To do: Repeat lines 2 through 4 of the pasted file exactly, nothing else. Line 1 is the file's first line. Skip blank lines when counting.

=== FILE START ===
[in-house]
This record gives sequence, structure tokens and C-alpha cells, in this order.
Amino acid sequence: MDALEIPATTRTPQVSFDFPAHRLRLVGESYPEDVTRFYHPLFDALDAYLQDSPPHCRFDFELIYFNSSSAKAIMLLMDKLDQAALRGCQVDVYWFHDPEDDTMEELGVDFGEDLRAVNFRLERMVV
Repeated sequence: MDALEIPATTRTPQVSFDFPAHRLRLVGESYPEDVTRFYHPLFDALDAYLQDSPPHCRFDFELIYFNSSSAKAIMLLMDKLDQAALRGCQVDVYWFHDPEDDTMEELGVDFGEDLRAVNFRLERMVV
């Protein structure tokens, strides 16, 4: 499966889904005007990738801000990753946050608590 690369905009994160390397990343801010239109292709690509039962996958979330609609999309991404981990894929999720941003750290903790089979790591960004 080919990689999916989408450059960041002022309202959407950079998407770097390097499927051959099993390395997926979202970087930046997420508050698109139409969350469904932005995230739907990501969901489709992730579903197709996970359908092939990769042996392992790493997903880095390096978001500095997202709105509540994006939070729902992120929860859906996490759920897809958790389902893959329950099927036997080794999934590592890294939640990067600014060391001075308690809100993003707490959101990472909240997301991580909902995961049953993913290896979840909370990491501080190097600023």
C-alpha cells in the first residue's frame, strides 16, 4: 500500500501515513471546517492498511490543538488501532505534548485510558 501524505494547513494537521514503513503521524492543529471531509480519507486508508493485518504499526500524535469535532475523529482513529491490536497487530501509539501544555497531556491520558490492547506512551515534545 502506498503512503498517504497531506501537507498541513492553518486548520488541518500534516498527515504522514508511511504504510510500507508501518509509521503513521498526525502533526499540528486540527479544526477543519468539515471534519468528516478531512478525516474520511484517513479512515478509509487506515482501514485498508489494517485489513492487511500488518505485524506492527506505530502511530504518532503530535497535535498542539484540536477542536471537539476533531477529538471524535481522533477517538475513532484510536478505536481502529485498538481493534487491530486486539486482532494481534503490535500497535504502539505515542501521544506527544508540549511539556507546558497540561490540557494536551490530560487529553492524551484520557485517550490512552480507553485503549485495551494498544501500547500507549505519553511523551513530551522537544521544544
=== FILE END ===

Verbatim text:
This record gives sequence, structure tokens and C-alpha cells, in this order.
Amino acid sequence: MDALEIPATTRTPQVSFDFPAHRLRLVGESYPEDVTRFYHPLFDALDAYLQDSPPHCRFDFELIYFNSSSAKAIMLLMDKLDQAALRGCQVDVYWFHDPEDDTMEELGVDFGEDLRAVNFRLERMVV
Repeated sequence: MDALEIPATTRTPQVSFDFPAHRLRLVGESYPEDVTRFYHPLFDALDAYLQDSPPHCRFDFELIYFNSSSAKAIMLLMDKLDQAALRGCQVDVYWFHDPEDDTMEELGVDFGEDLRAVNFRLERMVV